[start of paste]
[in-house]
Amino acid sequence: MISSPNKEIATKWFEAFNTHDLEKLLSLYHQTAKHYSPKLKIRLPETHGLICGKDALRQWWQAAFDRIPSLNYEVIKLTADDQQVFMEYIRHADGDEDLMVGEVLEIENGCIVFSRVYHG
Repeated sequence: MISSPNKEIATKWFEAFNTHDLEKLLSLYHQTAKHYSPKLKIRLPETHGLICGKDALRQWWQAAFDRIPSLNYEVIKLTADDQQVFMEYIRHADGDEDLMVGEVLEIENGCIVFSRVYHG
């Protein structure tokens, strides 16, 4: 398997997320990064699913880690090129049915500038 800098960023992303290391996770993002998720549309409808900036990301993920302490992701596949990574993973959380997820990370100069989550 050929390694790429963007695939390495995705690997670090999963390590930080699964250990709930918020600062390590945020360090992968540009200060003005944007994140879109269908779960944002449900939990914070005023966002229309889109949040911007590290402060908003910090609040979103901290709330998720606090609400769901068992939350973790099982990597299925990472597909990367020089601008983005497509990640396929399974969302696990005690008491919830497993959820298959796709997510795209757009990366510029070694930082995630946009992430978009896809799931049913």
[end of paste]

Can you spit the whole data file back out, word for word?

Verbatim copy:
[in-house]
Amino acid sequence: MISSPNKEIATKWFEAFNTHDLEKLLSLYHQTAKHYSPKLKIRLPETHGLICGKDALRQWWQAAFDRIPSLNYEVIKLTADDQQVFMEYIRHADGDEDLMVGEVLEIENGCIVFSRVYHG
Repeated sequence: MISSPNKEIATKWFEAFNTHDLEKLLSLYHQTAKHYSPKLKIRLPETHGLICGKDALRQWWQAAFDRIPSLNYEVIKLTADDQQVFMEYIRHADGDEDLMVGEVLEIENGCIVFSRVYHG
């Protein structure tokens, strides 16, 4: 398997997320990064699913880690090129049915500038 800098960023992303290391996770993002998720549309409808900036990301993920302490992701596949990574993973959380997820990370100069989550 050929390694790429963007695939390495995705690997670090999963390590930080699964250990709930918020600062390590945020360090992968540009200060003005944007994140879109269908779960944002449900939990914070005023966002229309889109949040911007590290402060908003910090609040979103901290709330998720606090609400769901068992939350973790099982990597299925990472597909990367020089601008983005497509990640396929399974969302696990005690008491919830497993959820298959796709997510795209757009990366510029070694930082995630946009992430978009896809799931049913």